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Ten Tips to Make a Visit to Japan Easier

Ten Tips to Make a Visit to Japan Easier

Ten Tips to Make a Visit to Japan Easier 

We’ve all read a dozen articles on how to behave in a business meeting in Japan. Most of what is written is pretty much an accurate description of how local Japanese behave, but for a first-time visitor, the best rule is just be yourself. Your counterparts know you are not Japanese and are not expecting you to act identically to the local culture. However, knowing a few behavioural tips and local customs will help to make things go smoothly.

Here are ten random tips our Tokyo long-term foreign staff provided when asked ‘what would you tell a first-time visitor to Japan?’

1. Should I wear a jacket?

Between May 1 and October 31, most companies do not require employees to wear a suit jacket or a tie. The ‘cool-biz’ scheme has been running since 2005.

2. Nodding, silence and hand waving

Nodding is very important when listening to Japanese speak, especially in English, you should nod to show you are listening and understanding the speaker.

Silence is a natural and expected form of non-verbal communication. Do not feel a need to chatter and you should resist the urge to fill every silence – there aren’t really any ‘uncomfortable silences’…

Waving a hand back and forth with palm forward in front of face means "no" or "I don't know" and is a polite response to a compliment.

3. Do I really need to treat business cards so carefully?

Yes. Treat a business card with respect as it is viewed as an extension of the person. Gracefully receive and place carefully in front on you on the desk during the meeting. Avoid writing on the card until after the meeting even if it is to note something important about the person's role or position etc. Playing with the card, using it as a fan, toothpick etc., is generally frowned upon. After meeting everyone and swapping business cards, line the cards up in the order of the seating positions at the table.

Bilingual business cards are useful but not vital - your Japanese counterpart will be able to read it in English, but his or her grasp of English pronunciation may not be strong, so having cards with one side in Japanese goes a long way in aiding communication.

4. Yes and no

During a meeting, if you say something and the person on the other side has nodded in response, or even said “yes, yes” do not assume that they agree with your statement - they are more likely simply acknowledging that they have heard and understood what you have said. To confirm agreement you need to ask the direct question “do you agree?”, or even better, the open ended question “what is your view?”. Japanese people do not say “no” and will rather make up excuses or not say anything.

5. Get them out of their office

The dinner table/bar is where significant business in Japan can really take place. It is important to engage with your customers outside of their office, when possible, as it will often provide key insight that they are uncomfortable saying at their office. Most companies have budget for this and it is expected that we/our clients will do the same at some point. It doesn't have to be extravagant – in fact, an atmospheric ‘local’ may create an even more relaxed and open environment than a fancy dinner.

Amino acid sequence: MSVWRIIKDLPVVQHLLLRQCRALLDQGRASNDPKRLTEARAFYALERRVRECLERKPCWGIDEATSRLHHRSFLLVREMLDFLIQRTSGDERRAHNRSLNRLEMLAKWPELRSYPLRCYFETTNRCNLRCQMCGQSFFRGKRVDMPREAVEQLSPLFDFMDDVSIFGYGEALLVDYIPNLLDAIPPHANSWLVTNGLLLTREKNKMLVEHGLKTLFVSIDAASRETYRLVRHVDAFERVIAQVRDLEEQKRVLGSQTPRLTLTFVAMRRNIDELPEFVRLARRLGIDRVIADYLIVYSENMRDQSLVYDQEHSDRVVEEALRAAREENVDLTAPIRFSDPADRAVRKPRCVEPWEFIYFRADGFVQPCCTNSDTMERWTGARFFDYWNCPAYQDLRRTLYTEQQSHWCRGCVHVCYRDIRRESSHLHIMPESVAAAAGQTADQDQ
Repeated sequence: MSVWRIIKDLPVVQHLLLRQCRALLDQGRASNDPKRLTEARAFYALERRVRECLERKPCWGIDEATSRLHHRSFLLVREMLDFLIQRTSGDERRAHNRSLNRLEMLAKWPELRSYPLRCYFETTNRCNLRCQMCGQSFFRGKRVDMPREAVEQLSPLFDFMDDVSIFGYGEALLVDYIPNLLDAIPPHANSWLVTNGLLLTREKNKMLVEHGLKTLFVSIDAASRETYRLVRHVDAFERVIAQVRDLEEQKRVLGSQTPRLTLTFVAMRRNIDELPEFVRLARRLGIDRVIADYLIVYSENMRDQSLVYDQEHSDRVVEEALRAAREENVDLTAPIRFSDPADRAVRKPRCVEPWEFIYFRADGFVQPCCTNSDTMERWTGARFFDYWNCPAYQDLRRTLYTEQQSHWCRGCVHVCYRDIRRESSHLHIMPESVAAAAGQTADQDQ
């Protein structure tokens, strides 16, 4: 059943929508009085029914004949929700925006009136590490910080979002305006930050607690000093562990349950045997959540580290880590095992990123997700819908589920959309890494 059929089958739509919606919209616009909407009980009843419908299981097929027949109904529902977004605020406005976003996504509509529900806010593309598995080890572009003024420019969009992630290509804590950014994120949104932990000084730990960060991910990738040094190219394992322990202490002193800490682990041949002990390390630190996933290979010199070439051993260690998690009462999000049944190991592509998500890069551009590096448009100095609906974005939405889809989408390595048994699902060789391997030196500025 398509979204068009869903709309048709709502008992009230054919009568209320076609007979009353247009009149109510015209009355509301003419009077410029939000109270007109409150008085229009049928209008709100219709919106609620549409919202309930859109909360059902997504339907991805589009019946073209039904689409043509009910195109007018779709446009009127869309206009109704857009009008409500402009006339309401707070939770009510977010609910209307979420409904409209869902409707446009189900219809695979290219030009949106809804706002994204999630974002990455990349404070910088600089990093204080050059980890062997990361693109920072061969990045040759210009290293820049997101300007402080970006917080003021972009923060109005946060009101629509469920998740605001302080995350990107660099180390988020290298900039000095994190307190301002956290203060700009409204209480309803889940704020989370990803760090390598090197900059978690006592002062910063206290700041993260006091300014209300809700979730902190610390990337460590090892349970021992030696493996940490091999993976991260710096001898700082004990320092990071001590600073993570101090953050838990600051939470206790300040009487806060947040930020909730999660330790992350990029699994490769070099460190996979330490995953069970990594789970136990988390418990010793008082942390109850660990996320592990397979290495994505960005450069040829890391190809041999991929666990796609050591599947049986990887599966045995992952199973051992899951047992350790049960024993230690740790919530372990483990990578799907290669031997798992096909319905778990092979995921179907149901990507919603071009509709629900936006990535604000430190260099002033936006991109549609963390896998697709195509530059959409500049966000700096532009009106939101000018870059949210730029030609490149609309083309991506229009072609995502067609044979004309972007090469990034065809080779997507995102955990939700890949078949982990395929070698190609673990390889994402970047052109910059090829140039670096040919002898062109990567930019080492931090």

Even having a meeting in a coffee-shop instead of the office once you have established the relationship can be a good way to make your counterpart feel free to let you know what is really happening – something they may not feel comfortable doing in the office.

6. Uber-timeliness

Be early. If the meeting is at 10am then the other side will be in the meeting room and expecting to start at that time - if you arrive at reception at 10 you are already late.

7. Catching forty winks

As in other parts of the world, sleeping in meetings in Japan is considered rude – but you’ll be surprised at how often you see it and it is tolerated here to a degree that is generally shocking to Westerners. The overarching logic is that workers are exhausted from working for the company and deserve some rest, even at inappropriate moments like meetings.

This doesn't mean its OK for you to do it though…

8. What about bringing a gift?

Foreign (business) visitors to Japan should bring gifts for important customers (you should always bring one for personal visits). However, in the business world, this should only be done once a business relationship has been established. Giving gifts in first meetings or at early-stage discussions is generally not expected or appropriate, and can actually have the opposite effect and make your counterpart feel uncomfortable. A bottle of whiskey or non-perishable local specialties from your hometown generally make for the best business gifts. Gifts should be wrapped, and  as they are almost never opened in front of the giver, it is OK for you to say what it is.

9. San

"-san" is a title of respect added to a name. It can also be attached to the name of occupations/titles & companies. As it is an honorific, it is only used for people who are not in your own ‘in’ group, and should NOT be used when introducing yourself or when talking about someone from your own company.

10. Where do I sit?

Guests sit on the side of the table furthest away from the door in meetings. If in doubt – ask your hosts! The story is that this custom developed back in the feudal era, when the seat furthest from the door was the safest place in case ninja assassins burst in…

 

About the Author

Jeremy Shaw

Jeremy graduated from the Australian National University with a specialist degree in Asian Studies. He has worked in and with Asia for 21 years, including work with the Japan Ministry of Internal Affairs and Communications.

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